The most important thing for children at this age is to how move their body. It does not stop at just moving their body, as when they learn to move their body at their own will, their brain and body develop together. Today, we will introduce body games that can be played with a 2–3-month-old child.
What To Remember Before Beginning Physical Play
1. Avoid playing immediately after breastfeeding.
Babies at this time often recall the milk they had been drinking. If your baby actively moves their body right after breastfeeding, they might regurgitate what they ate. Avoid gymnastics with your child immediately after feeding.
2. Never overdo it.
This is the time when your child is still unable to properly control their neck. Even if you do exercise, start with 5 to 10 minutes, and gradually increase the time as your child gets used to it. You should never exercise excessively without this gradual increase or past the point of signs of tiredness from your child.
3. Touch your child with a warm palm.
If the room is cold, Mum and Dad's hands may be cold. If you touch your child with cold hands, your child may cry. Before playing, rub your hands to make them warm.
4. Lay out a blanket and dress your baby with clothes that are easy to move in.
Wear clothes that are easy to move in rather than ones that are pretty and decorated. Putting a blanket on the floor will also make it easier for your baby to move around.
Check out this Sunday Hug blanket that can be used for years to come!
What kind of games are there?
1. Diaper gymnastics.
Place the baby on the diaper changing table and massage the baby's legs while changing the diaper. Sing songs and gently touch your baby’s legs. Wash your hands before and after changing the diaper to keep them clean so that you are not touching your baby’s skin with dirty hands that might cause a rash.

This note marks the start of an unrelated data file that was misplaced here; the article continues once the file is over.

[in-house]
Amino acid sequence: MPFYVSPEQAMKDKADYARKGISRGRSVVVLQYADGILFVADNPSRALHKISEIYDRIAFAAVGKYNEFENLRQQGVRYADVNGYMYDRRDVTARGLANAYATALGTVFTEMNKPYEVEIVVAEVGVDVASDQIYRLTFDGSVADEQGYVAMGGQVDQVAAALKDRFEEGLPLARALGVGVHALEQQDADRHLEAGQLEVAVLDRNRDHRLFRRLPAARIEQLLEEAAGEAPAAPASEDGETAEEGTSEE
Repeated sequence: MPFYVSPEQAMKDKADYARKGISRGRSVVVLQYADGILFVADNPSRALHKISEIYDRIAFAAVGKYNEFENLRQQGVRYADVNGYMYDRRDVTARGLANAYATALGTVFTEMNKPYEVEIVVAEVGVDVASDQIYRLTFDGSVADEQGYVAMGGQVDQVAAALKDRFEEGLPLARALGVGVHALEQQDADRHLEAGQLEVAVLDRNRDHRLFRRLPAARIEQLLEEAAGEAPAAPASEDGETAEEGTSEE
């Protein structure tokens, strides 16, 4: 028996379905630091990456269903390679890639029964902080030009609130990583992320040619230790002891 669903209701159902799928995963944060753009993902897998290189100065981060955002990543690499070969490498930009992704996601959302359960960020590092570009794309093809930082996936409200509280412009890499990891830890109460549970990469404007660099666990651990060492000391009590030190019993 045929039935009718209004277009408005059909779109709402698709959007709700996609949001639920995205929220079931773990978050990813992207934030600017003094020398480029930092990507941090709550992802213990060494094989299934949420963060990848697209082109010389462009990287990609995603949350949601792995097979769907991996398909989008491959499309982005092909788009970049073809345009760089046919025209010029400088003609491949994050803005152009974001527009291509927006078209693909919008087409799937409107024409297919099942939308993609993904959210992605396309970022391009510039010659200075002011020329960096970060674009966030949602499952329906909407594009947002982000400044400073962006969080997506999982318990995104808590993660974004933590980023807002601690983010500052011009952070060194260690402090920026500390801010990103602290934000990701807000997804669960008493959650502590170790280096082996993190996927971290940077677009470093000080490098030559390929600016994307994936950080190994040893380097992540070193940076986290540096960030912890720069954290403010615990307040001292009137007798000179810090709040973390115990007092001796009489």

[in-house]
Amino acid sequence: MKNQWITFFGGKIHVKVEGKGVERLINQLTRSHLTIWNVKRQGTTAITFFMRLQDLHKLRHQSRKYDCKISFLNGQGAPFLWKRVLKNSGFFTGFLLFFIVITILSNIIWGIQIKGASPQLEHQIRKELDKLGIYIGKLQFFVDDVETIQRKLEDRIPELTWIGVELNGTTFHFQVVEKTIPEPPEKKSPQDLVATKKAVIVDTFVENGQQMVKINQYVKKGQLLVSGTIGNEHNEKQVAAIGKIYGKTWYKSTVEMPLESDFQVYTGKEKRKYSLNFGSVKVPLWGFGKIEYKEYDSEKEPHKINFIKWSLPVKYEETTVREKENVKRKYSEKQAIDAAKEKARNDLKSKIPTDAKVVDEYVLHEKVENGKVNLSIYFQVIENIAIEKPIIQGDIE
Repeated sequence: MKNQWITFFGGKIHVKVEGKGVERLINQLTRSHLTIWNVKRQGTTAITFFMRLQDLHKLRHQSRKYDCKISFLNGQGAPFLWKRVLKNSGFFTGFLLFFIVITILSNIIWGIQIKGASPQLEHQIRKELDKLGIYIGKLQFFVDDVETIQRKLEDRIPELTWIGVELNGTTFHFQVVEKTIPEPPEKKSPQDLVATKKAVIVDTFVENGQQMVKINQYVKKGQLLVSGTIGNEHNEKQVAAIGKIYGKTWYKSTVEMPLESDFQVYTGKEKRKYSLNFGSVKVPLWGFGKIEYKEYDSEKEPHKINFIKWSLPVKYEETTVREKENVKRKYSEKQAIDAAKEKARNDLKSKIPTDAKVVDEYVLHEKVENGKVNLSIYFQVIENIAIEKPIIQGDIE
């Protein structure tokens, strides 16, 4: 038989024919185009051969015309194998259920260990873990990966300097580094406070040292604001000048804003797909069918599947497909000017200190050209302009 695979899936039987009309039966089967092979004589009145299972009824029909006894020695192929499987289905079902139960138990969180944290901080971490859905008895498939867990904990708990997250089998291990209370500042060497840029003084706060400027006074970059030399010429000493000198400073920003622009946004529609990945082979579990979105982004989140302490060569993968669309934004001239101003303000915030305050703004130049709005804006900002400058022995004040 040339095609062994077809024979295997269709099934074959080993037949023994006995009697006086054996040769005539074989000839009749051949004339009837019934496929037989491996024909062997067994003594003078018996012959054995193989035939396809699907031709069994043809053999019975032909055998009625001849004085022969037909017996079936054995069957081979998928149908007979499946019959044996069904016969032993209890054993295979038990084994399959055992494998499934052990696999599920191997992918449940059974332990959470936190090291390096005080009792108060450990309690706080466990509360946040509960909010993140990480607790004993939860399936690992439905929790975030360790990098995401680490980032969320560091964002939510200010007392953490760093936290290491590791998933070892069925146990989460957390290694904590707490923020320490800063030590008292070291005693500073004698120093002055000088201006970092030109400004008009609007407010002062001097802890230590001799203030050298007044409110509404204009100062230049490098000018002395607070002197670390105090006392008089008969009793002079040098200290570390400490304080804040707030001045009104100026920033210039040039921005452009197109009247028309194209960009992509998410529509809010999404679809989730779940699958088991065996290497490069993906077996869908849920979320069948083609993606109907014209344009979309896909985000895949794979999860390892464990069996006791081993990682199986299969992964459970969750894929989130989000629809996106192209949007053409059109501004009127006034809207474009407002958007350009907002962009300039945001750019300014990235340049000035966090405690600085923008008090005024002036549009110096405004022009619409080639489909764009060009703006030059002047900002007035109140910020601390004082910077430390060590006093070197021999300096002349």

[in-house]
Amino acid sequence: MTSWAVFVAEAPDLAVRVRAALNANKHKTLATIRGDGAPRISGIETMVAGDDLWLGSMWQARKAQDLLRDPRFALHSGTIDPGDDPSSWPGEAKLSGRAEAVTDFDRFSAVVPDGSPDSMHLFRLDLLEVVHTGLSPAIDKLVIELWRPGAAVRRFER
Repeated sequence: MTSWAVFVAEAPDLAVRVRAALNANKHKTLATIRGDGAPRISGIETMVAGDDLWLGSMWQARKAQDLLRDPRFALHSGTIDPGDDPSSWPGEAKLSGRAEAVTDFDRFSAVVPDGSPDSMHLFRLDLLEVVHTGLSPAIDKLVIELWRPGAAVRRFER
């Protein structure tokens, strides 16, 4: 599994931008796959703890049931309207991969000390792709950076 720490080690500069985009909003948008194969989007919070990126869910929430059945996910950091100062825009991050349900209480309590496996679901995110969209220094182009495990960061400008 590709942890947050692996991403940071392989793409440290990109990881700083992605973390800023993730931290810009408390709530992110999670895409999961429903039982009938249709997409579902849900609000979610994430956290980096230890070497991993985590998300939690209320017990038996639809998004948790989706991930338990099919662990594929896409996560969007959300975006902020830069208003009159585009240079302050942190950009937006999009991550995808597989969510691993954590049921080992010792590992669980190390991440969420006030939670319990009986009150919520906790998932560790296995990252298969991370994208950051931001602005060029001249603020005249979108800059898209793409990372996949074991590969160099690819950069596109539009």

2. Playing by clenching and opening fists.
This is the time when children often have their fists clenched. Gently spread your child's fingers apart, allowing them to experience a variety of tactile sensations. It's okay if you don't have any special toys such as scarves, rag balls, books, cups, towels, plastic bags, etc.
Talk to each other, saying things like 'this is rough' or 'this is soft' while touching them. A fun game is having your baby hold a cotton towel if possible and playing a light tug of war.
3. Tummy Time.
Tummy Time is when the child is in a prone position. At this age, babies spend a lot of time lying down. Taking a variety of positions during the day greatly helps your child's muscle development. Tummy Time develops the muscles in the neck and shoulders, as well as the muscles your baby needs to roll, sit, and crawl.
Put the baby down on a safe, hard surface, and place them in a prone position to start Tummy Time. You can do it on the floor or place the child on the parent's tummy or lap. Use a loud toy, rattle, or rolling ball to keep your child in a prone position. In the beginning, 2-3 times a day, for 3-5 minutes is good. As the baby gets used to it, gradually increase the time.
4. Singing and massaging.
This is a good game to play after bathing. While the guardian sings in a pleasant voice, massage the child using lotion or oil. Gently straighten their bent legs and arms and rub their belly. Lightly touch their feet and fingers one by one.
5. Show the baby a moving toy.
Your child's eyesight is developing. Show them moving toys that aren't too flashy and won’t hurt their eyes. Your child will then follow the moving play equipment and show interest in the new sounds. However, avoid excessive stimulation. Balls, tactile books, rag balls, wooden cars, and rattles are good.
Author: Eunjung Lee, Kindergarten Teacher
- Kindergarten teacher from the Department of Early Childhood Education.